• When does the community interest in public health justify restricting the freedom to choose regarding vaccination?
  • Are school immunization requirements too restrictive, too weak or appropriately written?

“Immunizations pose many challenging issues. The conference will encourage discussion and collaboration among vaccine experts, institutions, researchers, policy makers and health care providers,” said F. Bruder Stapleton, M.D., pediatrician-in-chief at Seattle Children’s Hospital and chairman of the Department of Pediatrics at the University of Washington (UW) School of Medicine.

“As a result of these discussions we hope to increase awareness, understanding and tolerance of divergent views on the ethical and medical issues surrounding immunizations.”

For more information on the conference please visit the conference website.

Attendees and media may register for the conference online.

About the Treuman Katz Center for Pediatric Bioethics

Launched in December 2004 as a resource for patients, parents, health care providers and researchers, the center’s purpose is to:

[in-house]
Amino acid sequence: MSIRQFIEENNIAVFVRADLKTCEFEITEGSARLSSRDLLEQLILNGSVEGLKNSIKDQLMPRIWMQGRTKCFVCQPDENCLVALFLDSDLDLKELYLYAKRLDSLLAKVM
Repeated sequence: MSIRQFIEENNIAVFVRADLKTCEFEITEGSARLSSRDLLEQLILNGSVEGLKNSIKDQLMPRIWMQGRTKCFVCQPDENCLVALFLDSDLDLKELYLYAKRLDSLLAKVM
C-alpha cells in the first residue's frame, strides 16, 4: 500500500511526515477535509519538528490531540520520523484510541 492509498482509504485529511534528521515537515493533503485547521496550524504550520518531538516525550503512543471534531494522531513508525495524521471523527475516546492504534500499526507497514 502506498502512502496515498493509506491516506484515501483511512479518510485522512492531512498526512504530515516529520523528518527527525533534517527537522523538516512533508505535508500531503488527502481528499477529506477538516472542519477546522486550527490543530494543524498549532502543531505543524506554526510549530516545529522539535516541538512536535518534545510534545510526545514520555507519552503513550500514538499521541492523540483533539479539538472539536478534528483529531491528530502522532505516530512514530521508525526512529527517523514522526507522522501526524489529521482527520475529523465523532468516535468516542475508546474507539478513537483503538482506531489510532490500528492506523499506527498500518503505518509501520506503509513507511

• Promote scholarship on ethical issues related to pediatric health services delivery, pediatrics research and genetics
  • Train the next generation of pediatricians and bioethicists about pediatric bioethics
  • Provide consultation and collaborative services to families, health care providers, researchers and policymakers about pediatric bioethics
  • Improve pediatric bioethics practices and policies on a national and international level

Delivering health care to children and involving children in research raises different questions than those related to adult health care. For example, the extent in which a child can participate in the decision-making for his or her health care varies with each child and each situation.

The relationship and communication that occur between a parent, health care provider or researcher, and a child are critical in assuring that the interests of the child are appropriately advocated.